SloPy: Slope One with Privacy

SloPy: Slope One with Privacy

Slope One with Privacy

Target users and customers

The targeted users and customers are all the Internet actors providing personalized services to their users, interested by integrating recommender systems that are more respectful of their privacy.

Application sectors

  • Personalization
  • Recommender systems


SlopPy (for Slope One with Privacy ) [1] is both a privacy-preserving version of the recommendation algorithm Slope One and a recommendation architecture built around this algorithm in which a user never releases directly his personal information (i.e., his ratings) to a trusted third party. The figure below illustrates the architecture of the SlopPy recommender system.

More precisely in SlopPy, each user first perturbs locally his data (Step 1) by applying a Randomized Response Technique (RRT) before sending this information to the entity responsible for storing this information through an anonymous communication channel  (Step 2). This entity is assumed to be semi-trusted, also sometimes called honest-but-curious in the sense that it is assumed to follow the directives of the protocol (i.e., it will not corrupt the perturbed ratings sent by a user or try to influence the output of the recommendation algorithm) but nonetheless tries to extract as much information as it can from the data it receives. Out of the perturbed ratings, the semi-trusted entity constructs two matrices (i.e., the deviation matrix and the cardinality matrix) following the Weighted Slope One algorithm (Step 3). When a user needs a recommendation on a particular movie, he queries these matrices through a variant of a private information retrieval scheme (Step 4) hiding the content of his query (i.e., the item he is interested in) to the semi-trusted entity. By combining the data retrieved (Step 5) with his true ratings (which once again are only stored on his machine), the user can then locally compute the output of the recommendation algorithm for this particular item (Step 6).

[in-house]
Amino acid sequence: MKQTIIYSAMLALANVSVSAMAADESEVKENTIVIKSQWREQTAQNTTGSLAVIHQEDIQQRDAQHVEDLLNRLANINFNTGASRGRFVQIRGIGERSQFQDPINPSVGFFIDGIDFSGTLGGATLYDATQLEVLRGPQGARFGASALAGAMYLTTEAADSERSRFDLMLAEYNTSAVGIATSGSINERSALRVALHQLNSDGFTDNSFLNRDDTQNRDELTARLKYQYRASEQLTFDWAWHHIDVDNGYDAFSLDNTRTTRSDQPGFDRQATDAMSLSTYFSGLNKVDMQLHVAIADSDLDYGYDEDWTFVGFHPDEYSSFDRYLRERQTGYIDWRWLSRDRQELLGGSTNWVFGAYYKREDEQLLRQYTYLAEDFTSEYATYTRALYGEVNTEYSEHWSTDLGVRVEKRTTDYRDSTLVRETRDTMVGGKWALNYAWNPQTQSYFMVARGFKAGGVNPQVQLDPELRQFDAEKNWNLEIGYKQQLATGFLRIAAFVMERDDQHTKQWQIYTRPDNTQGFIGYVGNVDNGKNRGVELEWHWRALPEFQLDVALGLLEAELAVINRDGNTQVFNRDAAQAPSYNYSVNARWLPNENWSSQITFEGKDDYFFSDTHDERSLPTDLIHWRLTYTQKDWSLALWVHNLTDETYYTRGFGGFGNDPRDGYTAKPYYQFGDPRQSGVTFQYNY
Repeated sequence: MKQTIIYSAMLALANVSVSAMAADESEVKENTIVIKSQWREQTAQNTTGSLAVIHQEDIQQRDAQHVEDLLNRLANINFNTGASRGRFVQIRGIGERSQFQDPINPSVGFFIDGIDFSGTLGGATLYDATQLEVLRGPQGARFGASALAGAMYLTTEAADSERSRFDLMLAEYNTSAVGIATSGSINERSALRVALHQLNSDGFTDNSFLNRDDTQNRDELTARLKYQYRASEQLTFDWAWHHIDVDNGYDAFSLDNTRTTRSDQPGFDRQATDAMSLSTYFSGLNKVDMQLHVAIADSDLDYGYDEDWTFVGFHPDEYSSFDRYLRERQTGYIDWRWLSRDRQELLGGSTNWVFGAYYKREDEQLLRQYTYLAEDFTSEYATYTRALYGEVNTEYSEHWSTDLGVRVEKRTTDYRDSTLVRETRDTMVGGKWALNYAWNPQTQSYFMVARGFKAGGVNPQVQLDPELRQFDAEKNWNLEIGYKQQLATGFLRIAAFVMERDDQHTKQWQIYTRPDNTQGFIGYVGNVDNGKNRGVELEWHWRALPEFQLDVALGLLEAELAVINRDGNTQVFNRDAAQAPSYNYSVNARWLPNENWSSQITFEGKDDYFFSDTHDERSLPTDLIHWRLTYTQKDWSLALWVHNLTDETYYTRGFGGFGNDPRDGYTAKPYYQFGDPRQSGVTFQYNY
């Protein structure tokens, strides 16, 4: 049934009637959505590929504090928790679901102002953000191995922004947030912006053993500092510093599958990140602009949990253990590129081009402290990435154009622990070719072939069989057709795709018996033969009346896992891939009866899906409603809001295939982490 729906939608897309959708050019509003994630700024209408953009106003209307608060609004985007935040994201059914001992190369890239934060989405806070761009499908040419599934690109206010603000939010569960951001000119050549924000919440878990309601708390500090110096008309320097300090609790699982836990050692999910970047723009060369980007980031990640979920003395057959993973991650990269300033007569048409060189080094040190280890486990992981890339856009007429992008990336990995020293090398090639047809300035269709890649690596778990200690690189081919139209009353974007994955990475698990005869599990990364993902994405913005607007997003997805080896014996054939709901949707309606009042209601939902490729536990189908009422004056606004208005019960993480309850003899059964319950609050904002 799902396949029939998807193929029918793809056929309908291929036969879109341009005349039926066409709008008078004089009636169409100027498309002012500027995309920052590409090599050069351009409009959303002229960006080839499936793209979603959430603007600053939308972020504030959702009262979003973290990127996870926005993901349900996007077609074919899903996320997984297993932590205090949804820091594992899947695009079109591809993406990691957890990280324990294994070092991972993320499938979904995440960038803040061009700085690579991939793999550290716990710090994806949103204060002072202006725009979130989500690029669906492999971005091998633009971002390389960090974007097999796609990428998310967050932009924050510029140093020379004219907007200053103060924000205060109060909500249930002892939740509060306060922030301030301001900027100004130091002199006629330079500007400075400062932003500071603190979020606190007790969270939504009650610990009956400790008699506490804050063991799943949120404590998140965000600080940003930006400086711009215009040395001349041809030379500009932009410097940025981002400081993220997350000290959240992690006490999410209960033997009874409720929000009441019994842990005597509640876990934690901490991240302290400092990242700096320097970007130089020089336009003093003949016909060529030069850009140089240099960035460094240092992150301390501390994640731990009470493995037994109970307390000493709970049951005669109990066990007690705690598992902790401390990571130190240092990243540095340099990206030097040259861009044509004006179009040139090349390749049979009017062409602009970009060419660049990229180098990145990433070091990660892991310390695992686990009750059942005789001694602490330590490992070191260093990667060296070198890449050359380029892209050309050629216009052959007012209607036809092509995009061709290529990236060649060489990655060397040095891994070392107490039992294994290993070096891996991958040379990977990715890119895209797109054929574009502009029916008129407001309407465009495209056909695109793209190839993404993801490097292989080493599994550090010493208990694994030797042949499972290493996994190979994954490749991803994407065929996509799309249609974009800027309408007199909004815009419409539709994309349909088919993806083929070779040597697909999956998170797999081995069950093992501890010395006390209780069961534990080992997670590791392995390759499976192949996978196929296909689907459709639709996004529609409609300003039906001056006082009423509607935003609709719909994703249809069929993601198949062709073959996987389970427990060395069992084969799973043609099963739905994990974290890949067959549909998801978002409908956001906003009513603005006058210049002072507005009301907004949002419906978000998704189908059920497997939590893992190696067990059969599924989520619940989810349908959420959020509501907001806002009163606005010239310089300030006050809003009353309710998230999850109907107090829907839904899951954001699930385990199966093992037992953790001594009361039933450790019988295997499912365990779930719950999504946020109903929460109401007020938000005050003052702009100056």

[1] Sébastien Gambs and Julien Lolive. SlopPy: Slope One with Privacy. In DPM, September 2012.

Technical requirements:

  • SPC with Java installed
  • Access to the TOR anonymous communication network
  • Installation of a library implementing homomorphic encryption such as BouncyCastle
  • Deployment of a server responsible for creating and updating the matrices needed for the recommendation

Conditions for access and use:

SlopPy is currently available as a prototype only. It can be released and supplied under license on a case-by-case basis.



  • Inria

Contact details:

Sébastien Gambs

SlopPy was developed in Irisa/INRIA Rennes by the CIDRE team by Sébastien Gambs and Julien Lolive.

Inria Rennes
Campus Universitaire de Beaulieu
35042 Rennes Cedex